Plot: Diane (Diane Keaton), Vivian (Jane Fonda), Sharon (Candice Bergen) and Carol (Mary Steenburgen) have had a book club for decades. They each take turns picking the books they read and this month it’s Vivian’s turn. Her choice is 50 Shades of Grey, much to the dismay of the other women. But as they start reading, they all start wondering about their own sexual and romantic lives: widowed Diane meets Mitchell (Andy Garcia); perpetual single Vivian reconnects with Arthur (Don Johnson); Carol rekindles the sexual side of her relationship with her husband Bruce (Craig T. Nelson); and divorced Sharon braves online dating.
Book Club is rather inconsequential but it’s fun and it captures something of why the 50 Shades series was such a big success, despite the problematic bits. But ultimately it doesn’t have any big insights.
“Plot”: Delphine Seyrig interviews actresses about their work and the movie industry, touching on casual bias as well as outright sexism all of them encounter pretty much every day, shedding light on the struggles women face when they just want to act.
Be Pretty and Shut Up is a fascinating documentary with very interesting women and interviews, but it’s also incredibly frustrating to see that we still have the same discussions even 40 years later.
Paul (Robert Redford) and Corie (Jane Fonda) just got married and are about to move into their new apartment. Corie is excited about it, even if there are some drawbacks with the place they got, while Paul just sees the flaws – like the walk up five flights of stairs – and nothing else. And with a strange neighbor in Victor Velasco (Charles Boyer) who sometimes uses their apartment to get to his, and with Corie’s mather Ethel (Mildred Natwick) joining them for a few days, their marriage is under a lot of pressure very soon.
Barefoot in the Park is not a great film and it didn’t age well in all respects, but it is a rather entertaining screwball comedy.
Jake Davis (Russell Crowe) is an award-winning writer with a lovely daughter, Katie (Kylie Rogers). But after his wife dies, he falls apart. While he tries to get better in a psychiatric facility, Katie goes to live with her aunt Elizabeth (Diane Kruger) and uncle William (Bruce Greenwood). Even after Jake returns, things are far from easy.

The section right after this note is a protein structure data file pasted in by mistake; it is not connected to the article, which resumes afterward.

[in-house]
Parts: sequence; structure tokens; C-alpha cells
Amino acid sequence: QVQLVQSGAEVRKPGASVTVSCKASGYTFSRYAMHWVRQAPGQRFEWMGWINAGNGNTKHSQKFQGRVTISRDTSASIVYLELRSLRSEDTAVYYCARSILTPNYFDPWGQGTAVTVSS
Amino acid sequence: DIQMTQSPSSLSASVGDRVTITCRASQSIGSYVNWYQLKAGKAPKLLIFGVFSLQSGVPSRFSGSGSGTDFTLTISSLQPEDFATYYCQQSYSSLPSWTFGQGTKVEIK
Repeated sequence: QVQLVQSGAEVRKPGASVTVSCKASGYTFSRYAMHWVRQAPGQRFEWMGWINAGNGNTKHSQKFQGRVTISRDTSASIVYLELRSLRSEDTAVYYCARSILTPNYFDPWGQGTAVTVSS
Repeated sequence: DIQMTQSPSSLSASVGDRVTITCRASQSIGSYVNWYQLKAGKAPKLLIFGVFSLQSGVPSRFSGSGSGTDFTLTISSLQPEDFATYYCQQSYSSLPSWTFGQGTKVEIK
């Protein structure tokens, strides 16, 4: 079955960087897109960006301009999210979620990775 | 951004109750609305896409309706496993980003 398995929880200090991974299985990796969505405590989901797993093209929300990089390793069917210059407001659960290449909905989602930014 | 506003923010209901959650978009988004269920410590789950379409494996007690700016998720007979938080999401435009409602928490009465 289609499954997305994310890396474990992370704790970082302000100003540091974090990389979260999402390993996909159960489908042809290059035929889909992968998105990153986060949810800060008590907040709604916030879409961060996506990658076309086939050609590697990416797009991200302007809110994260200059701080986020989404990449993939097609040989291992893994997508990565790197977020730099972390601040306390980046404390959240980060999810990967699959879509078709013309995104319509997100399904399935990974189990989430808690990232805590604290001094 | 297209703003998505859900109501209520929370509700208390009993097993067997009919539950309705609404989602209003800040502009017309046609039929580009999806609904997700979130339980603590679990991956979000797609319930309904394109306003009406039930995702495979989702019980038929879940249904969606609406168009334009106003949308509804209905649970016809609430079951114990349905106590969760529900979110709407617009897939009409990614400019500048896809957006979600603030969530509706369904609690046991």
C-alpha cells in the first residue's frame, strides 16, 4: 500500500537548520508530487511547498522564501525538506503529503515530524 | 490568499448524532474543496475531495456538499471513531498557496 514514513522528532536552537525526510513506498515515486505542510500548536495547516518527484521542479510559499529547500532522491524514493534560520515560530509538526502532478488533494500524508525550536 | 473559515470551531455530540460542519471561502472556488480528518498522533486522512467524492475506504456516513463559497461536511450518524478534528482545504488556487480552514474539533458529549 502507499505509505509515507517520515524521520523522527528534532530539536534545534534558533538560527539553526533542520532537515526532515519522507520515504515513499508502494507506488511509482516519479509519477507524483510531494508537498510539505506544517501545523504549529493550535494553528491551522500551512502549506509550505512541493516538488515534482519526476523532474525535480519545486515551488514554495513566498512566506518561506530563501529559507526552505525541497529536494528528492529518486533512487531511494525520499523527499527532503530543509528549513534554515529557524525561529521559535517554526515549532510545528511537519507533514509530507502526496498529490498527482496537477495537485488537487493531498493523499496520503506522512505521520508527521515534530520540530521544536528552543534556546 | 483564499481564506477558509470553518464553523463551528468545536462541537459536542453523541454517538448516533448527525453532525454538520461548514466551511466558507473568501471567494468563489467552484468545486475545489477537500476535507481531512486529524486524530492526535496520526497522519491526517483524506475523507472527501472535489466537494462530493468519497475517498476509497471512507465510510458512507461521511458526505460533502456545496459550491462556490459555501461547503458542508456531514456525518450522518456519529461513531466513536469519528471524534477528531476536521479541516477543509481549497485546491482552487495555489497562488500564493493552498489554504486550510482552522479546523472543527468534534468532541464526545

Many years later, Katie (Amanda Seyfried) works as a counselor for kids like Lucy (Quvenzhané Wallis), even though she obviously has many issues of her own. When she meets Cameron (Aaron Paul), those issues might destroy everything.
I had little to no expectations regarding Fathers & Daughters, but I was still taken aback by it. It is perfectly obvious why this move tanked as much as it did. It probably should have tanked more.
Fred (Michael Caine) is on holiday in a Swiss resort with his best friend Mick (Harvey Keitel). Mick is trying to write his latest screenplay, supposed to be his big oeuvre, together with a group of young writers. Fred is just trying to get some peace and quiet, when an emissary (Alex Macqueen) from the Queen of England approaches him to ask him to conduct his most famous symphony for Prince Philipp’s birthday, much to the surprise of the emissary and Fred’s daughter Lena (Rachel Weisz). Lena comes to visit but stays longer than planned when her husband and Mick’s son Julian (Ed Stoppard) announces that he’s leaving her.
I was very reluctant to see Youth. I was afraid that the film would be all about a couple of old guys olging young women (the poster suggests nothing different). Fortunately the lusting was kept to a minimum and there was a lot about the film that I enjoyed. It won’t become my favorite film ever, but it was far from as bad as I expected.
Judd (Jason Bateman) is not in a good place in a moment. He just found out that his wife Quinn (Abigail Spencer) cheated on him with his boss Wade (Dax Shepard) and then he gets the message that his father died. So Judd returns home for the funeral where he sees his siblings Phillip, Paul and Wendy (Adam Driver, Corey Stoll, Tina Fey), and his mother Hillary (Jane Fonda) as well, of course. They don’t spend much time together and that’s for a reason. So when Hillary reveals that it was his father’s dying wish that they sit shiva together, more than just a little tension boils to the surface.
This Is Where I Leave You was mostly enjoyable but a little uneven all around. Some things were great about it, other things annoyed me a whole lot.
Cecil Gaines (Forest Whitaker) grew up on a cotton farm where he officially wasn’t a slave anymore but he practically was. When he was old enough, he left there and after a period of hardship was lucky enough to find employment. Bit by bit he works his way up to becoming a butler and finally gets recruited into the White House. But racism is still a major issue.
The Butler has a great cast and the time passes rather quickly when you watch it, but it’s a manipulative film (which I was prepared for and which isn’t generally bad) that is so sweet that it leaves you in desperate need of insulin to manage it. And that was just too much.
Jean (Guy Bedos) and Annie (Geraldine Chaplin), Jeanne (Jane Fonda) and Albert (Pierre Richard), and Claude (Claude Rich): the five of them have been friends for ages. Then Claude has a heart attack, Albert’s starting dementia is becoming more and more apparent and Jeanne gets a rather devastating diagnosis, and they decide that it would be perfect if they all lived together. Joining them is the young anthropologist Dirk (Daniel Brühl) who wants to write his doctor thesis about their project. But living together doesn’t only have advantages and things do get a little tricky.
Et si on vivait tous ensemble? is a funny, sweet and touching movie about getting old that brings a fresh aspect to a topic that is rarely mentioned. I loved it.